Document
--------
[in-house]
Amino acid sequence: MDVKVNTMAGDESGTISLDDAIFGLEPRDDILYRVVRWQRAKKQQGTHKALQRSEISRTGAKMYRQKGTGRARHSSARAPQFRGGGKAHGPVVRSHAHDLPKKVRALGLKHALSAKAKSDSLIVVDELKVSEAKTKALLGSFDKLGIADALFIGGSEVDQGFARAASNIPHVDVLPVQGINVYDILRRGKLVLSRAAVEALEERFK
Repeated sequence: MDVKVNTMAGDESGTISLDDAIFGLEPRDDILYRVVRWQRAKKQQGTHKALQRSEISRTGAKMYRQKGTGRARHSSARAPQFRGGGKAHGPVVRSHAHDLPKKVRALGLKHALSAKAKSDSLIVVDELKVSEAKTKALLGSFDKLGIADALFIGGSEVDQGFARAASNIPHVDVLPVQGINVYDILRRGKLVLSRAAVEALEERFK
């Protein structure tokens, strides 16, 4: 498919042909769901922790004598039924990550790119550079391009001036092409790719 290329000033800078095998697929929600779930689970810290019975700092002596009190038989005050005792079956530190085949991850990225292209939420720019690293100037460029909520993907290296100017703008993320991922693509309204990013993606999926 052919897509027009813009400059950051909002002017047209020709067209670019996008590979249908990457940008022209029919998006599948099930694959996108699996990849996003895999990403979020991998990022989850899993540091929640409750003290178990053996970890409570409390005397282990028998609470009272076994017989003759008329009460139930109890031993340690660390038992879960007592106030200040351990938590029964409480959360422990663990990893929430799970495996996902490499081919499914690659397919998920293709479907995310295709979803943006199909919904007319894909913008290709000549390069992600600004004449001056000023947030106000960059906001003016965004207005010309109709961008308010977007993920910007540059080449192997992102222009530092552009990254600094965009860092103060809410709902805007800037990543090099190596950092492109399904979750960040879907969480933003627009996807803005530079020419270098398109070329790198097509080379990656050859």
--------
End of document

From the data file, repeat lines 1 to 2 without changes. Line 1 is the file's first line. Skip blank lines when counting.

[in-house]
Amino acid sequence: MDVKVNTMAGDESGTISLDDAIFGLEPRDDILYRVVRWQRAKKQQGTHKALQRSEISRTGAKMYRQKGTGRARHSSARAPQFRGGGKAHGPVVRSHAHDLPKKVRALGLKHALSAKAKSDSLIVVDELKVSEAKTKALLGSFDKLGIADALFIGGSEVDQGFARAASNIPHVDVLPVQGINVYDILRRGKLVLSRAAVEALEERFK